Empowerment Can Mean a Turtle, Snow White and Some Pizza

The HR literature is full of studies and research and examples of how empowering employees is good business. None of these are as compelling as the three stories Stacey Rodgers tells of a costume, a turtle and pizza at midnight.

She is an organizational development specialist at Canada’s WestJet and might have used statistics and data to make her point about empowerment. Instead, she tells her Vancouver DisruptHR audience of a little girl with cancer on her way to Disneyland who was greeted at the airport by a WestJet employee dressed up as Snow White.

In story two, Rodgers tells of Amanda, a gate agent, who saw a family preparing to board with a child excitedly carrying Steve, her pet turtle, in his bowl. Thinking how to avoid ruining the girl’s vacation, she offered to care for Steve until the family returned.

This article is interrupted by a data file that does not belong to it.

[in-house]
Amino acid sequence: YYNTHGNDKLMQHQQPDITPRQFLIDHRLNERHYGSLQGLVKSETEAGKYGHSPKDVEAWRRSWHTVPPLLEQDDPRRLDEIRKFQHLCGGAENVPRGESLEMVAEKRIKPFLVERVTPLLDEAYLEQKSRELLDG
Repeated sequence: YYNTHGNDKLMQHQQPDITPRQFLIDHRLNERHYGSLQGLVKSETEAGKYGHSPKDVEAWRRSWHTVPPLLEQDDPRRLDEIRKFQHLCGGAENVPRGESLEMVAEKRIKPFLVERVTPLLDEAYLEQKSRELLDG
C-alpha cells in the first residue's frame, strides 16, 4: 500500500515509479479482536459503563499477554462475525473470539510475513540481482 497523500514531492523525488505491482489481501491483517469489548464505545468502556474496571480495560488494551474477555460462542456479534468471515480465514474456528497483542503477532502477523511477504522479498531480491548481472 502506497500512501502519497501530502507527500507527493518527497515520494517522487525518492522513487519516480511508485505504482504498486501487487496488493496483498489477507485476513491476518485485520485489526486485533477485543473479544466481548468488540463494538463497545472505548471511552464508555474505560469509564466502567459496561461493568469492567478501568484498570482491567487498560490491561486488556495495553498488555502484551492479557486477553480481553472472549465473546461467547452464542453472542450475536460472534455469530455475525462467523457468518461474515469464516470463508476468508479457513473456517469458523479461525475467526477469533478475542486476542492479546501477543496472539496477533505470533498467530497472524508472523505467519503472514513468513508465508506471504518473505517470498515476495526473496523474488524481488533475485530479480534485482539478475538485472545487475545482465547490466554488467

Mark, a WestJet pilot, is the star of the third story. He was a passenger on vacation bound for Nova Scotia when weather diverted the flight to the small, Fredricton airport in New Brunswick. It was after midnight and everything in the terminal was closed. “When Mark looked around what he saw were a group of people that were tired, frustrated and hungry. And he thought to himself, ‘I can do something about this’.” He called a local restaurant and had pizzas delivered to the airport.

Empowerment isn’t expensive. “Two out of three of these stories didn’t cost anything at all,” Rodgers points out. “What they did take was creativity and a real human connection.”

How do you get that?

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“When you’re hiring people, look for people who’s personal values align with your organizational values. And then give them the training, support and resources that they need to do their job,” says Rodgers. “Hire people who know when to follow the rules and when to break them,” she adds, then, “Allow them to become the CEO of the moment.”

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